Nursing homes as a reservoir of extended-spectrum beta-lactamase (ESBL)-producing ciprofloxacin-resistant Escherichia coli.


Rooney, PJ; O'Leary, MC; Loughrey, AC; McCalmont, M; Smyth, B; Donaghy, P; Badri, M; Woodford, N; Karisik, E; Livermore, DM; (2009) Nursing homes as a reservoir of extended-spectrum beta-lactamase (ESBL)-producing ciprofloxacin-resistant Escherichia coli. The Journal of antimicrobial chemotherapy, 64 (3). pp. 635-41. ISSN 0305-7453 DOI: 10.1093/jac/dkp220

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Abstract

BACKGROUND: To assess the prevalence and risk factors for faecal carriage of fluoroquinolone-resistant, extended-spectrum beta-lactamase (ESBL)-producing, Escherichia coli (MDR E. coli) among residents in nursing homes in Northern Ireland. METHODS: Between January 2004 and May 2006, retrospective histories of hospital admissions, antimicrobial treatment and co-morbidities were collected. Faecal samples were cultured for MDR E. coli. These isolates and their ESBL genes were typed by a reference laboratory. RESULTS: Of the 294 patients included in the study, faecal samples from 119 (40.5%) grew MDR E. coli. The proportion of carriers in the different homes ranged from 0% to 75%. Epidemic strain A belonging to the ST131, O25:H4 lineage with the CTX-M-15 enzyme accounted for 58 (49%) of all isolates; its proportion varied from 0% to 100% among homes. Fifty-one percent of carriers had no history of recent hospital admission and only 13.5% had a known history of ESBL E. coli colonization or infection. In a multivariate logistic regression model, days of fluoroquinolone use [odds ratio (OR) = 1.33, 95% confidence interval (CI) 1.04-1.69, P = 0.02] and a history of urinary tract infection (OR = 2.56, 95% CI 1.37-4.78, P = 0.003) were the only variables independently associated with the risk of carrying MDR E. coli. CONCLUSIONS: The high level of faecal carriage of MDR E. coli in nursing home residents demonstrates their importance as a reservoir population. Public health measures to combat spread of these organisms should address the needs of this group.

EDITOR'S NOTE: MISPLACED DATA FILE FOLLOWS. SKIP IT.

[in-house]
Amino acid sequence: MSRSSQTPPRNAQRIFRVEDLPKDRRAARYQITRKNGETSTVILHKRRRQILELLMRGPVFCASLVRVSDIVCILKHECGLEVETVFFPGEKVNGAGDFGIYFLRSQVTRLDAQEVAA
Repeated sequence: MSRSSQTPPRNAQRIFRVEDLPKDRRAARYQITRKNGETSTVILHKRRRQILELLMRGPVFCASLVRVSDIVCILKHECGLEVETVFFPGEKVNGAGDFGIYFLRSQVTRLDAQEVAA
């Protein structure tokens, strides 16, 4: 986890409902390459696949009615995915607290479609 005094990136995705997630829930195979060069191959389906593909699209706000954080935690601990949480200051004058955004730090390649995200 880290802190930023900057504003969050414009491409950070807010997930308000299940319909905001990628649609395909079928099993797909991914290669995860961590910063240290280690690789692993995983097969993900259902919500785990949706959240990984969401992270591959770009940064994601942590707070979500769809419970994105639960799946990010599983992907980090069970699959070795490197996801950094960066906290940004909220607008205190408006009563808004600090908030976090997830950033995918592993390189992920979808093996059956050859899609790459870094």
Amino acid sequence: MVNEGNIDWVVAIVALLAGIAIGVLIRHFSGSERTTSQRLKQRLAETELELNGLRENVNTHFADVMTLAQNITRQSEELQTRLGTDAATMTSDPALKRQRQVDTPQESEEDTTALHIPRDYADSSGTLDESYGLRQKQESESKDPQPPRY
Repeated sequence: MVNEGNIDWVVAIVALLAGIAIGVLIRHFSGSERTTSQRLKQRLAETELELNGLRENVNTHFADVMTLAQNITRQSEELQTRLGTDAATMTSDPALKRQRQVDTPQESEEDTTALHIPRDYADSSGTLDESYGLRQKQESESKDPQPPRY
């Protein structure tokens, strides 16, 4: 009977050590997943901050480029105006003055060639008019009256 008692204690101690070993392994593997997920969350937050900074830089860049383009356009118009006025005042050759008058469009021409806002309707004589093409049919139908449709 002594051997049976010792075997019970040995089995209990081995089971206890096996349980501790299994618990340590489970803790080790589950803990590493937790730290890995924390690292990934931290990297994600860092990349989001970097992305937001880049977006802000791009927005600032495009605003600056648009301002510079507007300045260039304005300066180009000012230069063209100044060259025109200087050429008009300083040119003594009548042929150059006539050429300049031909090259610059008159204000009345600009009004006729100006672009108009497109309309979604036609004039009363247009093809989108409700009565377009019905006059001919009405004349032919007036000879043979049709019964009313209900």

Item Type: Article
Faculty and Department: Faculty of Epidemiology and Population Health > Dept of Infectious Disease Epidemiology
PubMed ID: 19549667
Web of Science ID: 273181400027
URI: http://researchonline.lshtm.ac.uk/id/eprint/2083

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